The study involved more than 3000 people and looked at how they used their smartphones. It found that if partipcants didn’t have a wrist watch or an alarm clock, they had significantly less time in their lives to spend on non-smartphone leisure activities. In the study, people who reported using both a wristwatch and an alarm clock had an average of 4.71 extra hours in their week, which might not sound like much at first, but when you do the math it amounts to 245 hours a year, or about 15 waking days (accounting for the fact that we spend a third of our day asleep).
In the age of overwhelm and overwork, where people report feeling more time-poor and stressed than ever before, it’s no small thing to be donating 15 days each year to a bottomless feed of click-bait, the developmental milestones of other people’s children, groundbreaking selfies taken by work colleagues, and emails that you’re not being paid to read.
As I wrote last week in Weapons of Mass Distraction: How Your Phone Hijacks Your Behaviour, I’ve recently had a wake up call to the fact that I have a problem with my phone. All this soul-searching is the result of my semi-scientific self-experiment where I’m dedicating a year of my life to living mindfully and it was with thanks to my now daily meditation practice that I began noticing that the apps on my smartphone were essentially taking advantage of the way my brain evolved to learn, feeding me feelings of false-reward via brightly coloured diversions. I came to notice that I was using my smartphone to avoid difficult feelings. Putting off washing dirty dishes? Check my phone. Whining children? Check my phone. Feeling stressed? Check my phone.
My phone was an outsourced emotion regulation device, and it wasn’t doing a very good job.
This realisation coincided with two things. Firstly, I began reading the emerging scientific evidence that warns of lost productivity, lost brain function, lost wellbeing, lost work-life balance, lost sleep, lost human connection, and even lost lives resulting from inappropriate smartphone use. I began to wonder if the definition of addiction of “continued use despite adverse consequences,” which was given to me by addiction psychiatrist and neuroscientist, Judson Brewer from the University of Massachusetts School of Medicine, applied to my smartphone habit.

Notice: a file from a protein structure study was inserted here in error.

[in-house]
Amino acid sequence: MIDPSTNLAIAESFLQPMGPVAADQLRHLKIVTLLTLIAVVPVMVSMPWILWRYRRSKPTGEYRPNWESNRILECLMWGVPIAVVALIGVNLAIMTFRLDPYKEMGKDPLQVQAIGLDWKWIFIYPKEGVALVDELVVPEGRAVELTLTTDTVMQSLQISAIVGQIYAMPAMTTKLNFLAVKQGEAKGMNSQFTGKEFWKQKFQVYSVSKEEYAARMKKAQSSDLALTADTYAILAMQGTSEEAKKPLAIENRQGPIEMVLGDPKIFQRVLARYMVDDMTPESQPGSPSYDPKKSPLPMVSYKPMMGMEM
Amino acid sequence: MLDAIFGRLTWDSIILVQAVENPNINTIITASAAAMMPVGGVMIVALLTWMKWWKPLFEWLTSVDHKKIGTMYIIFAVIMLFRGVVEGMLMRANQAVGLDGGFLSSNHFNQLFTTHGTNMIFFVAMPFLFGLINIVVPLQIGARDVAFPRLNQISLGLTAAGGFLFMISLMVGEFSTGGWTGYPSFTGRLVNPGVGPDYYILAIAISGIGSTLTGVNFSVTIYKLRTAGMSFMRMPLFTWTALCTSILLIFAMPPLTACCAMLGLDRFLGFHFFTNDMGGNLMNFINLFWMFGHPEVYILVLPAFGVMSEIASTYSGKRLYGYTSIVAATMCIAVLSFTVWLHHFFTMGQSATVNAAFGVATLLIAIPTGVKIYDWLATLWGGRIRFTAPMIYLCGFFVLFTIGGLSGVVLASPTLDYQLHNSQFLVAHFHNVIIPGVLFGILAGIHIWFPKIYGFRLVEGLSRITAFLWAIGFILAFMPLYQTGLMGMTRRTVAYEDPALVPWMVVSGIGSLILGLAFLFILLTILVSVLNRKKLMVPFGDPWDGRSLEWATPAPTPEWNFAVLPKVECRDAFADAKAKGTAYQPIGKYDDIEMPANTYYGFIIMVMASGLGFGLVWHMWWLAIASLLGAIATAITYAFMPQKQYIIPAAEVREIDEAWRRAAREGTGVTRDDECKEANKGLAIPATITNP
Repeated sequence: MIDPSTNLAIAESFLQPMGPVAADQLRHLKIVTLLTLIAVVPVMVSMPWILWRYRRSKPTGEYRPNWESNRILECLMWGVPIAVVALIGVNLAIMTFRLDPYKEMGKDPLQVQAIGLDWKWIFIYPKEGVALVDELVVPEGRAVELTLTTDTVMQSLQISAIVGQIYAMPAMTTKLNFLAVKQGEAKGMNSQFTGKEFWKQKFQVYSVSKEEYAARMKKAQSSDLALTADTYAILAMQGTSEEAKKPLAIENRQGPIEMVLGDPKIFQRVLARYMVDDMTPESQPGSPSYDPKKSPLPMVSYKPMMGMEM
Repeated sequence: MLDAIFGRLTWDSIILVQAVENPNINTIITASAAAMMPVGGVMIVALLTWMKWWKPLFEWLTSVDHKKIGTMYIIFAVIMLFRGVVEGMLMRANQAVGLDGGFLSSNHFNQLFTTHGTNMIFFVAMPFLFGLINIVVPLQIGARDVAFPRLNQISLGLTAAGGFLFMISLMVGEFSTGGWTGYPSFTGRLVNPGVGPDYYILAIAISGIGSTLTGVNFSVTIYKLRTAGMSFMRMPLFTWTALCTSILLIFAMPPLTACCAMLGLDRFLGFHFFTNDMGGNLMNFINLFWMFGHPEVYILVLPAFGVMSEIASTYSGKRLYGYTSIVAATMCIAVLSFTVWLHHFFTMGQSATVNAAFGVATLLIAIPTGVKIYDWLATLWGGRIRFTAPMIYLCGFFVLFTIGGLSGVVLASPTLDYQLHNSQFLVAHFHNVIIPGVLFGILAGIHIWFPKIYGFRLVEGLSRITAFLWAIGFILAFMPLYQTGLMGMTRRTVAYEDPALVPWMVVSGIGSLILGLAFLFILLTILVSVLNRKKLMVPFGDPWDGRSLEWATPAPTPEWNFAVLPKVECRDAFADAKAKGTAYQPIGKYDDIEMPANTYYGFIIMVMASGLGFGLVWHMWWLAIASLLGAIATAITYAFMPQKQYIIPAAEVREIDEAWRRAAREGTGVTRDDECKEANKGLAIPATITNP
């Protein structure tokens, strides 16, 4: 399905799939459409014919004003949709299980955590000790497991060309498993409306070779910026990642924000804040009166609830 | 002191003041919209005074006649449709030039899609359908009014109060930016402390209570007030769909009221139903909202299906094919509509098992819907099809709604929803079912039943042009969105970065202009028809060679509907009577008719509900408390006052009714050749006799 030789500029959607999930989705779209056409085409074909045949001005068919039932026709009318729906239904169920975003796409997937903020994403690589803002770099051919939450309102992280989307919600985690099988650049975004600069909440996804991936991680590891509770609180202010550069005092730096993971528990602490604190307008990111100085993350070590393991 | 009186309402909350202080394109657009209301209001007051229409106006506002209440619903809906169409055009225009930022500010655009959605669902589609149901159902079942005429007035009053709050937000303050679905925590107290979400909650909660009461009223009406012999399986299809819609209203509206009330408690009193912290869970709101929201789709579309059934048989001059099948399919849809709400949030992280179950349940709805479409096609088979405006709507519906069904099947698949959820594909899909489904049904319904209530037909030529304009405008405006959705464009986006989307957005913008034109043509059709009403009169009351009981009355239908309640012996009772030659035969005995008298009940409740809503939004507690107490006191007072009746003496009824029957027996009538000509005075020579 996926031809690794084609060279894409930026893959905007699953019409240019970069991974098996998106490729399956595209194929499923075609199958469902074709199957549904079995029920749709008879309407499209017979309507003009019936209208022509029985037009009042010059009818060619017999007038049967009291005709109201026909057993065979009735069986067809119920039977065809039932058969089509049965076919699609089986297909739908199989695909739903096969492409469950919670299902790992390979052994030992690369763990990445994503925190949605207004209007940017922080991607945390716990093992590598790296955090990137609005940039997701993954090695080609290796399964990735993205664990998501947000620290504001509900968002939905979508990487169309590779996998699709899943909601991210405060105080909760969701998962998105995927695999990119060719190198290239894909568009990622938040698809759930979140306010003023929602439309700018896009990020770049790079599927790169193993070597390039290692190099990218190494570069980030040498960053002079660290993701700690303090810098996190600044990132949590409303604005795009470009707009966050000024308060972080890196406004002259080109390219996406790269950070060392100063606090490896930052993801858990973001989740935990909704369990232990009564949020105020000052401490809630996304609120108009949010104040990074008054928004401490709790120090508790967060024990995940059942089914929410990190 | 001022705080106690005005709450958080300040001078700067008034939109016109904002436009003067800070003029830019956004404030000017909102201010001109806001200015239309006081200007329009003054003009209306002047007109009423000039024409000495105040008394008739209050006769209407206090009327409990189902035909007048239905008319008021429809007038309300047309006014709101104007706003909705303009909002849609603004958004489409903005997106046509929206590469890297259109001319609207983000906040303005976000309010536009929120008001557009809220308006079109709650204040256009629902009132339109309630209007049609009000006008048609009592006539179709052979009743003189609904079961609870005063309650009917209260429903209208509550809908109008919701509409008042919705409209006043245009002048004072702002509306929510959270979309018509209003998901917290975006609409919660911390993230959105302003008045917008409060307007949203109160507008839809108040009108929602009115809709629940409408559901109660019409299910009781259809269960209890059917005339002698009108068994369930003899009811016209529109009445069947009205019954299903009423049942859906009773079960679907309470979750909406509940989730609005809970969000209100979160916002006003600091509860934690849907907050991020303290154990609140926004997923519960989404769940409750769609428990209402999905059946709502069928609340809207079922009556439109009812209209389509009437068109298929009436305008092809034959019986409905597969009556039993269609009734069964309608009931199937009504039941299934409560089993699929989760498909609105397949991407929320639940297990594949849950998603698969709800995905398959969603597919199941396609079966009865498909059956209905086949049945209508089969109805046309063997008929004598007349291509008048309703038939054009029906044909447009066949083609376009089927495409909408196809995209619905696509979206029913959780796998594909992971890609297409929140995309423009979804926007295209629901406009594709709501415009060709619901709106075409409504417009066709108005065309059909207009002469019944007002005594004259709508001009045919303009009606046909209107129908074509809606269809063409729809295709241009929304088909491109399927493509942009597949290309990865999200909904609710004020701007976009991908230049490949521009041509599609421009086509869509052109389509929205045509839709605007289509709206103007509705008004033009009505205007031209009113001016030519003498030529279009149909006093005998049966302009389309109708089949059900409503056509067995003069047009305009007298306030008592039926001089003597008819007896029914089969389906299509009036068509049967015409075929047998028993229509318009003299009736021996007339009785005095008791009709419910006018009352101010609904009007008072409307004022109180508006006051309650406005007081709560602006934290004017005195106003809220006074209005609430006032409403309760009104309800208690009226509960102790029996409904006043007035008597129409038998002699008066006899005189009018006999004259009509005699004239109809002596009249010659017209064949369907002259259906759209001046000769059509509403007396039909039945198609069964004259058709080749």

Secondly, I came across a questionnaire developed by Professor Mark Griffiths, a behavioural addictions specialist and professor at Nottingham Trent University who coined the term “technological addictions” back in the mid-1990s, way before the iPhone was even invented. According to Griffiths, if a person answers “yes” to six or more of the statements in his questionnaire, it may be indicative of a problematic or addictive smartphone use.
My score? Six…In other words. Yes, I had a problem.
But what to do? As a journalist mid-way through a major documentary shoot, it’s not like I could throw my smartphone into Sydney Harbour. Just as I’ve learned to avoid the junk-food that is all around me, I knew I needed to find a way seize the power from my iPhone and not the other way around. I wondered if my “Be Like Batman” principle that I use to try and eat well and evade temptation could also work in this situation. Unlike all the other superheroes, Batman has no special powers. Instead, he’s just a guy who has a lot of tools and tricks that make him seem supernatural. While I don’t have my own Alfred, billions of dollars, or an underground lair, I have found a number of great tools that I’ve been using to curb my smartphone use over the last month:
It’s too early to tell if I’ve managed to kick my smartphone addiction by implementing these simple changes, but the online streaming services that were depriving me of much needed sleep have less power over me, the lack of dings and pings, notifications and updates emanating from my phone make it far easier to find a flow at work, and most importantly, with far less frequency have I found myself mindlessly tapping my screen to check the time, only to emerge several minutes later from a bottomless black hole, with the sound of my four-year-old repeatedly asking me to join him in his drawing game.
In this game of me vs the developers of Silicon Valley, so far I’d say the score is Me: 1, Smartphone: 0.